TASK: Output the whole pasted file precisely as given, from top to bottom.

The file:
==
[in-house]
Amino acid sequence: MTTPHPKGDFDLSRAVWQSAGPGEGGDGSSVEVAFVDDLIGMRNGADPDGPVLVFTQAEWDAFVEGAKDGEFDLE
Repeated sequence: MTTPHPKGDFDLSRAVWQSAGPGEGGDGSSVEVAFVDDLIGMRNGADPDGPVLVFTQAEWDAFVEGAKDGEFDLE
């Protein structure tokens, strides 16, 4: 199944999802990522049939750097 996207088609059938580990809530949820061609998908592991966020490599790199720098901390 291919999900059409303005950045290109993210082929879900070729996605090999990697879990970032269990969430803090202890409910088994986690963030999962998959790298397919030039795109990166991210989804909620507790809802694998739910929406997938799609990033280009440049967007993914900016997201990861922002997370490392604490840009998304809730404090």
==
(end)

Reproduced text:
[in-house]
Amino acid sequence: MTTPHPKGDFDLSRAVWQSAGPGEGGDGSSVEVAFVDDLIGMRNGADPDGPVLVFTQAEWDAFVEGAKDGEFDLE
Repeated sequence: MTTPHPKGDFDLSRAVWQSAGPGEGGDGSSVEVAFVDDLIGMRNGADPDGPVLVFTQAEWDAFVEGAKDGEFDLE
């Protein structure tokens, strides 16, 4: 199944999802990522049939750097 996207088609059938580990809530949820061609998908592991966020490599790199720098901390 291919999900059409303005950045290109993210082929879900070729996605090999990697879990970032269990969430803090202890409910088994986690963030999962998959790298397919030039795109990166991210989804909620507790809802694998739910929406997938799609990033280009440049967007993914900016997201990861922002997370490392604490840009998304809730404090």